2. Keeping toys contained within the child's lap instead of ending up on the floor

3. Not having to change the straps around to make it FFing for the plane, then change again to make it RFing for cars.
 

Jazlynn's Mommy

New member
Thanks everyone! I have never taken my DD on a plane, i haven't been on one since i was 7 lol. So i don't remember all the other things that could happen, besides a crash. Thanks for explaining. I'm sure i would have taken a car seat for my DD, had we ever flown, but at least now i know why it's safer!
 

yetanotherjen

CPST Instructor
Another thing I have though of is that it would be easier for a child to fall asleep in a nice reclined position of a rear facing car seat rather than sitting upright while forward facing (though if they are tired kids seem to fall asleep anywhere!) I want a cco for that reason, but we are not going anywhere :(
 

ketchupqueen

CPST and ketchup snob
Staff member
The other thing is that I just plain don't allow my kids to ride FF even in emergency situations until they are 2. So until 2, they are RF on the plane. After 2, RF if they still fit easily, if it's a problem on the plane I don't stress FF (because while there would still be the benefit if we had a hard stop-- it's so unlikely that I choose not to stress over it after age 2.)
 

Smillow

New member
I flew with my DS when he was 10 months old (and close to 25#) in his snugride32 - I was actually able to nurse him during the flight by leaning forward & to the side (I have a long torso). Wouldn't have been able to do that forward facing!
 

hipmaman

Moderator - CPST Instructor
You've gotten the reasons listed and I whole heartedly agree with every single one of them. But really, this annoyed me greatly last week when we were flying btween Toronto and Kauai on 6 flights.

Head slump!


I knew a sling would be good for multiple purposes :) Don't worry it was not tight to choke her. Odd camera angle but the sling held her head up while ff
 

ketchupqueen

CPST and ketchup snob
Staff member
I flew with my DS when he was 10 months old (and close to 25#) in his snugride32 - I was actually able to nurse him during the flight by leaning forward & to the side (I have a long torso). Wouldn't have been able to do that forward facing!
I was able to do that with my 1 1/2 year old in a Complete Air. :whistle: The safest thing I could do? Probably not. But in case of sudden unexpected turbulence we were both buckled in, and then she fell asleep. ;)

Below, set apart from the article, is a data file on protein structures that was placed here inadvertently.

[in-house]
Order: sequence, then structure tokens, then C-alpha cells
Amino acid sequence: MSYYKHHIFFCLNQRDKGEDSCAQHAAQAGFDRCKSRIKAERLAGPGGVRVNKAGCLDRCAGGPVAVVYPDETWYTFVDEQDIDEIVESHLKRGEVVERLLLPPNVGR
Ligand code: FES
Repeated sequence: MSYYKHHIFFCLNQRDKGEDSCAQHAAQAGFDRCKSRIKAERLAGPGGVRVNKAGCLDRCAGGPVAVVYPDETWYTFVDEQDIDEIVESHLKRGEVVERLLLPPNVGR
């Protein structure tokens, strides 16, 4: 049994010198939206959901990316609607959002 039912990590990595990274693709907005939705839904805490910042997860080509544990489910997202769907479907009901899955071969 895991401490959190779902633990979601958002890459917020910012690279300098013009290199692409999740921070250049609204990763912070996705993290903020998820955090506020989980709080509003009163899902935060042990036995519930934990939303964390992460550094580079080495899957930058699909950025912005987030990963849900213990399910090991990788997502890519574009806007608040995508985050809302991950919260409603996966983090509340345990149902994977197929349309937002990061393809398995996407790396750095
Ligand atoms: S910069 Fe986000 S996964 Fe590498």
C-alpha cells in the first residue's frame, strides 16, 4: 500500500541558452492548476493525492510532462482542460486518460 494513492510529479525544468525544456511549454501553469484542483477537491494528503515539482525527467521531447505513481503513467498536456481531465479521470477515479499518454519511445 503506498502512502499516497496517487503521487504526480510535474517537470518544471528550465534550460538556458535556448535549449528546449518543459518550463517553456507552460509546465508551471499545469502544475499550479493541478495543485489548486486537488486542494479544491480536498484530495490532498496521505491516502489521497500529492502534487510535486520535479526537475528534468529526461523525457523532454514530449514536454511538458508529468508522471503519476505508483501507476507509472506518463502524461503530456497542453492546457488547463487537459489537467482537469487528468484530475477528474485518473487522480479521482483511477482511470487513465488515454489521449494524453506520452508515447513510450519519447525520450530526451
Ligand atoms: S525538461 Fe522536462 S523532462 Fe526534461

leighi123

New member
I RF when possible, to keep me from having to remind ds not to kick the seat in fromt of him (and have to say it 300 times). Also, he sleeps better.

If we fly n economy plus, he rides RF, if we fly in the way back, he usually hs to sit FF b/c its too upright RF.

From a safety standpoint, well... I'm sure some of you know how I feel about the need for restraints (of any kind) on planes.
 

Athena

New member
A child in a big Britax, yes, to the limits (easier to install and uninstall that way).
Not sure if anyone is still using this thread, but I was reading back to get more ideas and noticed this. I was planning to FF DD2 in our MA on the plane because I thought that would be easier. Is RF it really easier? What about the passenger ahead who cannot recline their seat? How mad do they get?
 

TechnoGranola

Forum Ambassador
What about the passenger ahead who cannot recline their seat? How mad do they get?
DD FFed on the plane and I actually had to ask the passenger in front to let me know if he was planning on reclining his seat since DD's legs had the potential to be crushed by his seat, due to how she was sitting higher up and further forward than a person sitting directly in the seat. The guy grumbled when I asked, then reclined his seat later without letting me know and we got lucky as DD had her legs crossed in her seat, but I jumped nonetheless as I had visions of her foot getting twisted or broken. He saw me jump and lean towards her (he was looking to his left so could look between the seats) and he put his seat back up and didn't recline for the rest of the trip.

So, my point is, they might not be able to recline if the child is FF either.
 
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wendytthomas

Admin - CPST Instructor
Staff member
Not sure if anyone is still using this thread, but I was reading back to get more ideas and noticed this. I was planning to FF DD2 in our MA on the plane because I thought that would be easier. Is RF it really easier? What about the passenger ahead who cannot recline their seat? How mad do they get?
Rear facing really is easier. Forward facing you need a seatbelt extender so the buckle doesn't get caught behind the seat. Myself and many others have had pilots or maintenance crews on the plane trying to get the seat uninstalled at the other end. Rear facing you just pop the buckle through the belt path holes on the cover and buckle it up right behind the crotch strap.

As for the person who can't recline, they wouldn't be able to recline with the last row in the cabin, or in front of an exit row. A ticket does not guarantee them a reclining seat.

Wendy
 

vonfirmath

New member
Not sure if anyone is still using this thread, but I was reading back to get more ideas and noticed this. I was planning to FF DD2 in our MA on the plane because I thought that would be easier. Is RF it really easier? What about the passenger ahead who cannot recline their seat? How mad do they get?
They get madder when the FFing child behind them kicks the seat nearly the entire flight (despite his mom trying to stop him) than for the mild inconvenience of being able to recline the seat.
 

Athena

New member
Thanks all 3 of you for your responses. This has convinced me rear facing is the way to go!

My only reservation is will she and the seat fit? Has anyone had any trouble fitting a MA rear facing in an economy seat of a jet on a domestic US flight? Or fitting a tall 2 yo RF who will likely be about 35 or 35.5" tall? Although she's fine in the car, it seems like the backseat of the car has more of an angle to it allowing her more leg room.

ETA - And I just remembered they might give me a hard time about RF the seat, based on what I've read. So I should bring something proving I have the right to do so, right? And politely explain that it actually installs better that way?